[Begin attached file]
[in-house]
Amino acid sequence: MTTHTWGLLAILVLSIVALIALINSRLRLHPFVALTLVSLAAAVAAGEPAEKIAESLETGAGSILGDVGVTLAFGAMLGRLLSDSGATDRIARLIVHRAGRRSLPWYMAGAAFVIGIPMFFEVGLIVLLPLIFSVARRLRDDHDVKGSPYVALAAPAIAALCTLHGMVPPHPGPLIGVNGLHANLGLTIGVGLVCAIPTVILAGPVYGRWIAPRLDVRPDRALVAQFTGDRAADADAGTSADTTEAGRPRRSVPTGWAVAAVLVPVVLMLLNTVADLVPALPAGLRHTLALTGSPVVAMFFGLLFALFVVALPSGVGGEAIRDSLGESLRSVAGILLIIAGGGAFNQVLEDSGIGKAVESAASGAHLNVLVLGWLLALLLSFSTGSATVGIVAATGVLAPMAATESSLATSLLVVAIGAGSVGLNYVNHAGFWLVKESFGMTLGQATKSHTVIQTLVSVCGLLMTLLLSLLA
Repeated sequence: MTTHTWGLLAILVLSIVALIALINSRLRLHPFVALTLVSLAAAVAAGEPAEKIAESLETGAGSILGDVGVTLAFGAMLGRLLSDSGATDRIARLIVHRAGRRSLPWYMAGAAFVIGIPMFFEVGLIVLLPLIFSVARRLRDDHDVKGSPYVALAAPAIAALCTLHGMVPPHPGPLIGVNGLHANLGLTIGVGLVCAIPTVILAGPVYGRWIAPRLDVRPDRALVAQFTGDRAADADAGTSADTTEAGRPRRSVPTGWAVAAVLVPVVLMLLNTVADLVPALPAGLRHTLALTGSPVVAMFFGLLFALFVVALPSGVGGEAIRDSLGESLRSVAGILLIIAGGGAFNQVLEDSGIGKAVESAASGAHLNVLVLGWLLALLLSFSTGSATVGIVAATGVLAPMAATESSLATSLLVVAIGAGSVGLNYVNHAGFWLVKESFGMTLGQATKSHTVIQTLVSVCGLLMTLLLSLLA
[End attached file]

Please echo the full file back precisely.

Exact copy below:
[in-house]
Amino acid sequence: MTTHTWGLLAILVLSIVALIALINSRLRLHPFVALTLVSLAAAVAAGEPAEKIAESLETGAGSILGDVGVTLAFGAMLGRLLSDSGATDRIARLIVHRAGRRSLPWYMAGAAFVIGIPMFFEVGLIVLLPLIFSVARRLRDDHDVKGSPYVALAAPAIAALCTLHGMVPPHPGPLIGVNGLHANLGLTIGVGLVCAIPTVILAGPVYGRWIAPRLDVRPDRALVAQFTGDRAADADAGTSADTTEAGRPRRSVPTGWAVAAVLVPVVLMLLNTVADLVPALPAGLRHTLALTGSPVVAMFFGLLFALFVVALPSGVGGEAIRDSLGESLRSVAGILLIIAGGGAFNQVLEDSGIGKAVESAASGAHLNVLVLGWLLALLLSFSTGSATVGIVAATGVLAPMAATESSLATSLLVVAIGAGSVGLNYVNHAGFWLVKESFGMTLGQATKSHTVIQTLVSVCGLLMTLLLSLLA
Repeated sequence: MTTHTWGLLAILVLSIVALIALINSRLRLHPFVALTLVSLAAAVAAGEPAEKIAESLETGAGSILGDVGVTLAFGAMLGRLLSDSGATDRIARLIVHRAGRRSLPWYMAGAAFVIGIPMFFEVGLIVLLPLIFSVARRLRDDHDVKGSPYVALAAPAIAALCTLHGMVPPHPGPLIGVNGLHANLGLTIGVGLVCAIPTVILAGPVYGRWIAPRLDVRPDRALVAQFTGDRAADADAGTSADTTEAGRPRRSVPTGWAVAAVLVPVVLMLLNTVADLVPALPAGLRHTLALTGSPVVAMFFGLLFALFVVALPSGVGGEAIRDSLGESLRSVAGILLIIAGGGAFNQVLEDSGIGKAVESAASGAHLNVLVLGWLLALLLSFSTGSATVGIVAATGVLAPMAATESSLATSLLVVAIGAGSVGLNYVNHAGFWLVKESFGMTLGQATKSHTVIQTLVSVCGLLMTLLLSLLA